Before Hurricane Katrina, the only New Orleans neighborhood most people had heard of was the French Quarter. During the news coverage of that monstrous storm, we all became familiar with the ward system, which divides the city into 17 sections. The ward system not only is a way to divide the city up into different political zones, but inhabitants of New Orleans use what ward they live in as part of their local identity. Thinking about moving or just curious about the neighborhoods of New Orleans? Read on to learn about the characteristics of New Orleans’ neighborhoods, and how they earned their names.
The French Quarter
The French Quarter is the oldest neighborhood of New Orleans and is the central tourist district for the city today. The area is rich in history. Even though the name teaches us that the French founded the area, one only has to look at the architecture, listen to the music, and enjoy the art to discover that New Orleans is an area that reflects a variety of cultures and ethnicities. The French Quarter is indeed one of a kind.
Bywater has had several nicknames throughout the years, but the decision of someone working at the phone company gave the area its name that has stuck around for decades. In the 1940s, the telephone company gave each area of the city a code name for their rotary phone. Since this neighborhood was BY the Mississippi River, the code for this area was Bywater. The name stuck.
Formerly the area of the Garden District was a vast plantation. The area was sold in sections throughout the years, and the developers built only a few homes on each block. The houses were each surrounded by huge gardens, giving the neighborhood its name.
Obviously, Irish immigrants at some point in the city’s history settled this area, but other ethnicities have landed into the area as well. Why was it called the Irish “channel?” Some say that it is because the Irish channeled into the area, while others say that the rain would settle into the streets of this neighborhood and create a channel.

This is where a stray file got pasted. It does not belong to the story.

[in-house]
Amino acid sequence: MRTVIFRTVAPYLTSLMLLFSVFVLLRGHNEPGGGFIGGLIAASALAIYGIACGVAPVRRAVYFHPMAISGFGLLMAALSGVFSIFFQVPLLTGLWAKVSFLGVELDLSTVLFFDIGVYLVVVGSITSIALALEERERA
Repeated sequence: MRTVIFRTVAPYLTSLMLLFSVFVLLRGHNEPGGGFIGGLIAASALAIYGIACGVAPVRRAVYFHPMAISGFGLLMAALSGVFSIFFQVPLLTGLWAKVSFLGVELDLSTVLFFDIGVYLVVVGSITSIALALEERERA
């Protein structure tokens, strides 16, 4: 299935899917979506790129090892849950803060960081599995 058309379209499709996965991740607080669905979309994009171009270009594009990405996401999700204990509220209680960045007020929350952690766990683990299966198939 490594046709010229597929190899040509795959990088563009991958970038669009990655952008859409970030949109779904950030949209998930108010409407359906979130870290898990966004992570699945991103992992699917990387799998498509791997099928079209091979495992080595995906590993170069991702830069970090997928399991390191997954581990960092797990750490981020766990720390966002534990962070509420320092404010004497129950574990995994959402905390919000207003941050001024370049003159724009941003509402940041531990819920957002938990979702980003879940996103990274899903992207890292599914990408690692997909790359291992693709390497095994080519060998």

A subdistrict of the Carrolton area, the Black Pearl neighborhood was named because of the predominantly Black population that lives there and the fact that Pearl Street runs through the area.
Freret is a commercial neighborhood in the uptown area of New Orleans. It was named after William Freret, a mayor of New Orleans in the 19th century.
Originally this area was a piece of the McCarty Plantation, and when development began, it was an untouched swampland. Regardless of why the area was named Hollygrove, since Katrina there has been a local controversy regarding its name. Apparently, Hollygrove did not have the best reputation, and some residents and the city tried to rebrand the area by changing the name.
Residents of Lakeview, a neighborhood dominated by two large parks, have access to the waters of Lake Pontchartrain. The area is the home to the New Orleans Yacht Club and the Southern Yacht Club.
The Fair Grounds Race Course gives the Fairgrounds neighborhood its name. It’s also home to one of the unique New Orleans cemeteries.